Civil Law

Candida Virata vs Victorio Ochoa

image_printPrint this!

G.R. No. L-46179 – 81 SCRA 472 – Civil Law – Torts and Damages – Double Recovery of Civil Liability

In September 1975, Maximo Borilla was driving a jeep when he hit Arsenio Virata thereby causing the latter’s death. The heirs of Virata sued Borilla through an action for homicide through reckless imprudence in the Court of First Instance of Rizal. The lawyer for the heirs reserved their right to file a separate civil action. The lawyer later withdrew said motion. But in June 1976, pending the criminal case, the Viratas again reserved their right to file a separate civil action. Borilla was eventually acquitted as it was ruled that what happened was a mere accident. The heirs of Virata then sued Borilla and Victorio Ochoa (the owner of the jeep and employer of Borilla) for damages based on quasi delict. Ochoa assailed the civil suit alleging that Borilla was already acquitted and that the Virata’s were merely trying to recover damages twice. The lower court agreed with Ochoa and dismissed the civil suit.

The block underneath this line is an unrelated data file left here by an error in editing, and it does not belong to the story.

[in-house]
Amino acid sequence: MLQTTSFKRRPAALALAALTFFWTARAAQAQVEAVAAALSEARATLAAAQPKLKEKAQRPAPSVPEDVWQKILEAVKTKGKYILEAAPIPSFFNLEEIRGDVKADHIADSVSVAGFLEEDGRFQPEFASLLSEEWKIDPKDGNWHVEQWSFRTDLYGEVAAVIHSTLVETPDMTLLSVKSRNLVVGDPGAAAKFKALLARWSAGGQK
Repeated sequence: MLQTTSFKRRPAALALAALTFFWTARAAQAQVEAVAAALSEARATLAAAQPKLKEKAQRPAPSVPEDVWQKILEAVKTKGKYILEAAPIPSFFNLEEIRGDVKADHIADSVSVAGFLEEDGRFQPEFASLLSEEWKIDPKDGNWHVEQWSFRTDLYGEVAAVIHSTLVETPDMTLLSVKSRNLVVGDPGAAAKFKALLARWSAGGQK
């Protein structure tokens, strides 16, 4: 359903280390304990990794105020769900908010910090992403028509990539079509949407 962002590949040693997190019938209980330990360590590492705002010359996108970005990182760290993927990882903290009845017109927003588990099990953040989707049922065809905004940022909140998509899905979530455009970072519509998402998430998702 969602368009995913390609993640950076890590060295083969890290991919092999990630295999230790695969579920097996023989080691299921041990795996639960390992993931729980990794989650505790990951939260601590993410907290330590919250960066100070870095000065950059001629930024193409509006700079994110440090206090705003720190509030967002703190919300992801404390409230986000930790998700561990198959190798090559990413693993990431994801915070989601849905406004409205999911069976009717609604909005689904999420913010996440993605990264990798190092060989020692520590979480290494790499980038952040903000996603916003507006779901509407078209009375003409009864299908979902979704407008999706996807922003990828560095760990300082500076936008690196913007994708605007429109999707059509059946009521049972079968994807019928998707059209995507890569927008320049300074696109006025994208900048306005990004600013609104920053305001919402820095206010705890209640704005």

ISSUE: Whether or not the heirs of Virata may file a separate civil suit.

HELD: Yes. It is settled that in negligence cases the aggrieved parties may choose between an action under the Revised Penal Code or of quasi-delict under Article 2176 of the Civil Code of the Philippines. What is prohibited by Article 2177 of the Civil Code of the Philippines is to recover twice for the same negligent act. Therefore, under the proposed Article 2177, acquittal from an accusation of criminal negligence, whether on reasonable doubt or not, shall not be a bar to a subsequent civil action, not for civil liability arising from criminal negligence, but for damages due to a quasi-delict or ‘culpa aquiliana’. But said article forestalls a double recovery.

Read full text

image_printPrint this!

Leave a Reply